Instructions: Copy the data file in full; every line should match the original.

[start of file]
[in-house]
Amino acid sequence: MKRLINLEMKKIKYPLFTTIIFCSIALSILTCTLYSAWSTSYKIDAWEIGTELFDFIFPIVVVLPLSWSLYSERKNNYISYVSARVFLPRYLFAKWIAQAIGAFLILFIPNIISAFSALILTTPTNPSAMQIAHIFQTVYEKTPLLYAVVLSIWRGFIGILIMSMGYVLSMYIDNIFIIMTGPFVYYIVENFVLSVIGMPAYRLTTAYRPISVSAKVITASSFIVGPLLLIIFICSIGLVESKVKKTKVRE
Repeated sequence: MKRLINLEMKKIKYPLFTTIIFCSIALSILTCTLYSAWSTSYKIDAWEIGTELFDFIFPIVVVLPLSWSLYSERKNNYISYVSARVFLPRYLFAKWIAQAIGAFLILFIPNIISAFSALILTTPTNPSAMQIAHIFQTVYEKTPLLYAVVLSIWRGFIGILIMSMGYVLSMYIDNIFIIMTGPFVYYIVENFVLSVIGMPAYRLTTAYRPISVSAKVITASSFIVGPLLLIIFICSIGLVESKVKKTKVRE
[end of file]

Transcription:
[in-house]
Amino acid sequence: MKRLINLEMKKIKYPLFTTIIFCSIALSILTCTLYSAWSTSYKIDAWEIGTELFDFIFPIVVVLPLSWSLYSERKNNYISYVSARVFLPRYLFAKWIAQAIGAFLILFIPNIISAFSALILTTPTNPSAMQIAHIFQTVYEKTPLLYAVVLSIWRGFIGILIMSMGYVLSMYIDNIFIIMTGPFVYYIVENFVLSVIGMPAYRLTTAYRPISVSAKVITASSFIVGPLLLIIFICSIGLVESKVKKTKVRE
Repeated sequence: MKRLINLEMKKIKYPLFTTIIFCSIALSILTCTLYSAWSTSYKIDAWEIGTELFDFIFPIVVVLPLSWSLYSERKNNYISYVSARVFLPRYLFAKWIAQAIGAFLILFIPNIISAFSALILTTPTNPSAMQIAHIFQTVYEKTPLLYAVVLSIWRGFIGILIMSMGYVLSMYIDNIFIIMTGPFVYYIVENFVLSVIGMPAYRLTTAYRPISVSAKVITASSFIVGPLLLIIFICSIGLVESKVKKTKVRE